Development and implementation of health technology assessment in Argentina: two steps forward and one step back.Int J Technol Assess Health Care 2009; 25 Suppl 1:260-9IJ
The objectives of this study are to review the financing and organization of the Argentine healthcare system, the licensing and drug price setting mechanisms, the benefit packages and coverage policies of pharmaceuticals and other medical technologies, as well as the development of HTA in Argentina, and the role of the Institute of Clinical Effectiveness and Health Policy (IECS) as an HTA agency. Finally, the perspectives and future of HTA as a tool to make resource-allocation decisions and priority setting in Argentina is discussed.
The study is a discussion/review based largely on the experiences of the authors, but supported by available literature.
Argentina is an upper-middle income country with major healthcare problems related to both equity and efficiency. Its healthcare system consists of a multitier system divided in three large sectors: public, social security, and private, where the federal Ministry of Health has a rather limited role in national health policy stewardship. Many of Argentina's shortcomings are due in part to its pluralistic and fragmented healthcare system. In the past decade, Argentina, like many other Latin American countries, has undergone a profound reform of its healthcare system. Whereas some of the objectives of the reforms were specific to each country, a common issue among all of them was to establish a mechanism that ensured a more efficient allocation of scarce resources, and guaranteed a wider provision of healthcare services on the basis of the local population needs and equity. Although some signals from the national government and congress show that there are plans to formally incorporate HTA to inform reimbursement policies, these signals are still very weak. Paradoxically, even though Argentina was the first country in the region to require formal health economic evidence for the adoption of technologies into the mandatory benefit package of the social security, this "fourth hurdle" is no longer required. Nevertheless, there is an increasing interest and demand for a more explicit and transparent resource-allocation process that include HTA as a formal tool to inform decision making, in most of Argentine healthcare stakeholders.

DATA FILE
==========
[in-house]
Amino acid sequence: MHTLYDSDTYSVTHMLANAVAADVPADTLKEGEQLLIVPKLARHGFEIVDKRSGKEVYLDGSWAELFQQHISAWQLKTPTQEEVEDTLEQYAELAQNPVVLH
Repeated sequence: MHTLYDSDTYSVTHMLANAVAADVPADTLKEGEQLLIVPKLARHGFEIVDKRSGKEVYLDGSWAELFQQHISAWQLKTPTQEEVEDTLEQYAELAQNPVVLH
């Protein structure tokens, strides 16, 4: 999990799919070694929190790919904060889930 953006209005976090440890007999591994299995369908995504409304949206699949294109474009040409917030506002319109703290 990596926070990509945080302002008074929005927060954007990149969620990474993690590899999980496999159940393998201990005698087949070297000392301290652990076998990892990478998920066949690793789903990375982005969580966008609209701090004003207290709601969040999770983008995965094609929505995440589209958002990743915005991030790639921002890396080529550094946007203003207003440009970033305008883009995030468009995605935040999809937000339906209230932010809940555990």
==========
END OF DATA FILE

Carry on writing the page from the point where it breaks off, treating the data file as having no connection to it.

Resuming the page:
In conclusion, what is needed in Argentina is a clear political will to push forward for a national agency of HTA that, similar to other developed countries, advance the regulation on the adoption of new health technologies to improve not only technical or allocative efficiency, but also health equity. Until this milestone is accomplished, the HTA production and use to inform healthcare coverage policies will continue to mirror the current fragmented healthcare system.